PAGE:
Many thanks to David Greenhalgh for his excellent review of our May exhibition. The review has been published in Hester Magazine.
Let’s talk about sex. In fact, while we’re at it, let’s talk about symbols, mediation and the information age. Sounds titillating, doesn’t it?
Home@735 present to you 4 artists, Lauren Bonner, Lisa McCleary, Alexandra Mowat and Hidemi Tokutake, all of whom are navigating the chasm that separates thoughts, feeling and actions. Karl Popper’s ‘3 worlds’ informs the following thoughts on the following artists. All of who are at a remove.
Let’s talk about symbols: The human animal is arguably the only animal to possess an open flexible system of symbolic communication. This fact is transformative to our species. In fact, we’re partaking in it now – The symbols dancing before your eyes are processed into intelligible ideas. A symbol is a mark, a character or even simply a thing that then represents something.
Let’s take Tokutake’s elegant ceramic work. Whilst the functionality is apparent in a lot of these works it is the symbolic aspects that garner our attention. The pooled glaze and gumnuts give a context and a ceremonial elegance to the work.
• Art is inextricably bound to the symbol, even when the artist attempts to defy this notion, the audience wills the symbolism into being.
o Art is always a document filtered through human subjectivity.
*Art is always going to be once removed from reality.
<A REMOVE AND A HALF>
But we must also consider the idea that symbols may not be open and universal but instead bound to subjectivity and not socialised.
Enter the fetish:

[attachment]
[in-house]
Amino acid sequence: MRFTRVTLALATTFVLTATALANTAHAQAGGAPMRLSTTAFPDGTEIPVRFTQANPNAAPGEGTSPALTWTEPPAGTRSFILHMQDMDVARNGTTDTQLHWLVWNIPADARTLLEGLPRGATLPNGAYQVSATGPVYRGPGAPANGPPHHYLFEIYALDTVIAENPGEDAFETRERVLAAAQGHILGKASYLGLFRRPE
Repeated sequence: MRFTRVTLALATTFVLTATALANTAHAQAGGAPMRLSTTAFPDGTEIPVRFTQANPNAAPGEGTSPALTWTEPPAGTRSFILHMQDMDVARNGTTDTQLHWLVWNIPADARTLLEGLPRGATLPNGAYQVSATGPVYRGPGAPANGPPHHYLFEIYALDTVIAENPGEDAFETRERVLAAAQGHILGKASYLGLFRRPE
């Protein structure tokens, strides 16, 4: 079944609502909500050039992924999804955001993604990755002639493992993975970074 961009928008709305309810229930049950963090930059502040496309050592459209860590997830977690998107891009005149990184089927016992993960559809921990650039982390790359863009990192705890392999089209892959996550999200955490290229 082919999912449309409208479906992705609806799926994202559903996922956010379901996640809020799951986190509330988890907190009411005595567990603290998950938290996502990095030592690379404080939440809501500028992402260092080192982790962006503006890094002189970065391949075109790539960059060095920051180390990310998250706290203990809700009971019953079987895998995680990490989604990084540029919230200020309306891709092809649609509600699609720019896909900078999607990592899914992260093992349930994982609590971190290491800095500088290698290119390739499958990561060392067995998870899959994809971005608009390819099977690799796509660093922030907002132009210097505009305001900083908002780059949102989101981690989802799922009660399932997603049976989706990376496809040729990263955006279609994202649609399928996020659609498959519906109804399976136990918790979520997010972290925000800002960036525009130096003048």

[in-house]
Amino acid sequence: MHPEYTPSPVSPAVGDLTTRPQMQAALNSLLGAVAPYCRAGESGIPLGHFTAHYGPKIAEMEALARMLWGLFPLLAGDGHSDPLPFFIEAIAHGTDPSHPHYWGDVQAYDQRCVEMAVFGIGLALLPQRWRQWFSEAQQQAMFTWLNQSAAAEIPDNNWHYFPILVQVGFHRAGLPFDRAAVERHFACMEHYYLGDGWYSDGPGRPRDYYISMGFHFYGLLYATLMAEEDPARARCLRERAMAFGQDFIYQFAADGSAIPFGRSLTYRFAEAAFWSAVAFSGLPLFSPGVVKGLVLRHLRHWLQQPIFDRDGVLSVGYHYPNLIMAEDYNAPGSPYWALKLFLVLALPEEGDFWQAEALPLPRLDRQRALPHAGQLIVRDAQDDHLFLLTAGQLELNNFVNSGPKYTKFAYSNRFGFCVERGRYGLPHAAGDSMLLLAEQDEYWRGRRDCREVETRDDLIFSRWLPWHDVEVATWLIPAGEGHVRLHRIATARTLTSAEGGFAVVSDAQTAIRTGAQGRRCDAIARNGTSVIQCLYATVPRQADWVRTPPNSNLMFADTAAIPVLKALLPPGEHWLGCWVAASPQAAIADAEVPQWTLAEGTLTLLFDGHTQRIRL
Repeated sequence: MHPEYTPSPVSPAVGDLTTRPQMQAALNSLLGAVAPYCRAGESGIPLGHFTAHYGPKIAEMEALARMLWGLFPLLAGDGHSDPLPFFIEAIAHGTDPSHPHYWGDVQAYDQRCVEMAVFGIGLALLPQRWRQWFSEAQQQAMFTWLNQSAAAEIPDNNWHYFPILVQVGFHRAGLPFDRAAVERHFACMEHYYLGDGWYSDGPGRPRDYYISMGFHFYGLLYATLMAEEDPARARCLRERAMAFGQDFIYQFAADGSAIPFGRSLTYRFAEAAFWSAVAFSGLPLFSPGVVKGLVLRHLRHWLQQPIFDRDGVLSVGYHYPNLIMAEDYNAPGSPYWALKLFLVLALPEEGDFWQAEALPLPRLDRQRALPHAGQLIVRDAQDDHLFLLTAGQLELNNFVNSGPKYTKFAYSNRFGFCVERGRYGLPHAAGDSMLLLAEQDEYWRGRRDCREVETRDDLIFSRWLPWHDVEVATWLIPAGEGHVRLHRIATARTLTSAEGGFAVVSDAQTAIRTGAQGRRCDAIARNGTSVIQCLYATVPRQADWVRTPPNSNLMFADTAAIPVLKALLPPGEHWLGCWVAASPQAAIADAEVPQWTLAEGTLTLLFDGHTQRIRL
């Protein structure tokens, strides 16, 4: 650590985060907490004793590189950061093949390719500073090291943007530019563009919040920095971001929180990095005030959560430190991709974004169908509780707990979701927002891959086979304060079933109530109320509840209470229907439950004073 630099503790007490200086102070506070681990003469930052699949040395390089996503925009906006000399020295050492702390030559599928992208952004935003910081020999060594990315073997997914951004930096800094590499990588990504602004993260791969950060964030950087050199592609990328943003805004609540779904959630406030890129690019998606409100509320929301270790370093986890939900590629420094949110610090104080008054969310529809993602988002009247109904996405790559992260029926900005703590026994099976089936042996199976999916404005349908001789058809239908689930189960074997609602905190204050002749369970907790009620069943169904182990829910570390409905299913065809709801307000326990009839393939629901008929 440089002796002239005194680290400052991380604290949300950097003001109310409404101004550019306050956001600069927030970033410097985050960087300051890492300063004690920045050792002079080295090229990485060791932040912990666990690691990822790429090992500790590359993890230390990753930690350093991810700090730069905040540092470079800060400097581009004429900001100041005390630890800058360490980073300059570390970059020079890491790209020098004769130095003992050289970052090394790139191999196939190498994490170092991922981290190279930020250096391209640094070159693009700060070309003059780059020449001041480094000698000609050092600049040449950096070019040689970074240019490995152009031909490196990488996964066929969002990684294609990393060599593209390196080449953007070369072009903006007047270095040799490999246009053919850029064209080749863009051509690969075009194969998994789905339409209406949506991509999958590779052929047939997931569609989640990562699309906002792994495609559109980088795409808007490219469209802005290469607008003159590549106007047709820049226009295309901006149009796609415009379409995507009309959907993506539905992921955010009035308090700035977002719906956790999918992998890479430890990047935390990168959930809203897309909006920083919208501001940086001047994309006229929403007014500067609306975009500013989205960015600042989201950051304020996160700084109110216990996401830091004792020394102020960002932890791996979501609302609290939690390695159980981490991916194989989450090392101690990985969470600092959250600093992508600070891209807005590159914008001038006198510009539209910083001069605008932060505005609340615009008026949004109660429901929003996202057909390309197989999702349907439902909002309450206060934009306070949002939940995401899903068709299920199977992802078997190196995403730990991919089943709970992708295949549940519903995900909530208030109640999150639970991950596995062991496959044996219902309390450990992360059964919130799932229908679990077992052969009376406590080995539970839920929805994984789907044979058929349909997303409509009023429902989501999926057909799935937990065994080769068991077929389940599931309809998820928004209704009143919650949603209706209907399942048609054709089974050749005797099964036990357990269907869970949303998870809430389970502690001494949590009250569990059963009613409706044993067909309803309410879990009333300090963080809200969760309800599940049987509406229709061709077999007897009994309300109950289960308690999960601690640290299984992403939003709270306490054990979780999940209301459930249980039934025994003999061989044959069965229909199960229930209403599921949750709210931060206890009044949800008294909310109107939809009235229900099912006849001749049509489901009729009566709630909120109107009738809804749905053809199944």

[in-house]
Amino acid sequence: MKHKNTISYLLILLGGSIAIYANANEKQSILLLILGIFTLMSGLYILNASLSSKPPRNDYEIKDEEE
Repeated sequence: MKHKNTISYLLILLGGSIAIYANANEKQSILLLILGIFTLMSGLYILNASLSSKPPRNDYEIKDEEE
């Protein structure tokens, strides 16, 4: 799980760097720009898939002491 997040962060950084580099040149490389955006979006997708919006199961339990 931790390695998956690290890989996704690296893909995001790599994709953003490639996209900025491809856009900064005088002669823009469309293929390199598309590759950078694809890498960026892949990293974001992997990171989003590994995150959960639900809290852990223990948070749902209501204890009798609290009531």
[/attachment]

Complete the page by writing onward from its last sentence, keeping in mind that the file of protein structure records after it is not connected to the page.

A fetish can really be towards anything: a fetish is the attribution of sexual arousal or a feeling of power towards an object or a non-genital part of the body. In this the thing acts as a symbol does, becoming laden with meaning.
Alexandra Mowat’s photography examines the fetish and extends into the world of bondage and play. Whilst these brooding, tense and poetic images can be taken as literal representations of sexual acts, it is the symbolism of
• the voided face and
o the smothered mouth that speaks most:
♣ obscuring the face is a powerful act
Lisa McCleary has entered the deep symbolic realm. Her disjointed, mysterious and finely rendered paintings address the information age’s Reality Of Choice: a mediated reality where text and image are the people. Further to this she has decided to communicate this through paint. While the artist has resisted digitising her practice, her practice communicates a digital symbology:
• Disjointed imagery; voyeuristic intentions; the pastel hues of tumblr.
o The effect is that the traditional 2:3 aspect of canvases seems to have been displaced with
♣ the new aspect of our times, the 1:1 of an Instagram picture
Laid out on a table is a pristine white book. Gloves for handling this give the impression of a place that must be approached with sensitivity. This work, 100, documents the online correspondence between the artist Lauren Bonner and one hundred online avatars. The decontextualised, faceless conversations between these strangers oscillates between sexual advances and inane chatter. What we take from the work is the tension that ripples through the conversations. Some take the distance between the participants as invitation to engage in explicit dialogue, but none-the-less the overall picture is one of boredom with the earthbound context of each person she comes across. The mediation affords a distance from consequence. Nearby is projected Blue (Sha-la-la-la), a work that pristinely illustrates the idea of the online mediated existence. It plays like a mood-book:
• Imagery includes water; parachuting; holiday-makers
o The shots are closely cropped and without grounding
♣ A consequence free environment, removed from the sharp-edge of reality.
The distance we feel: The distance afforded by the abstraction of thought and the intervention of symbols; signification and the mediums that we communicate through is perhaps the separation that we feel from the natural order. If art is to speak to the human condition, art must speak to the act of communication.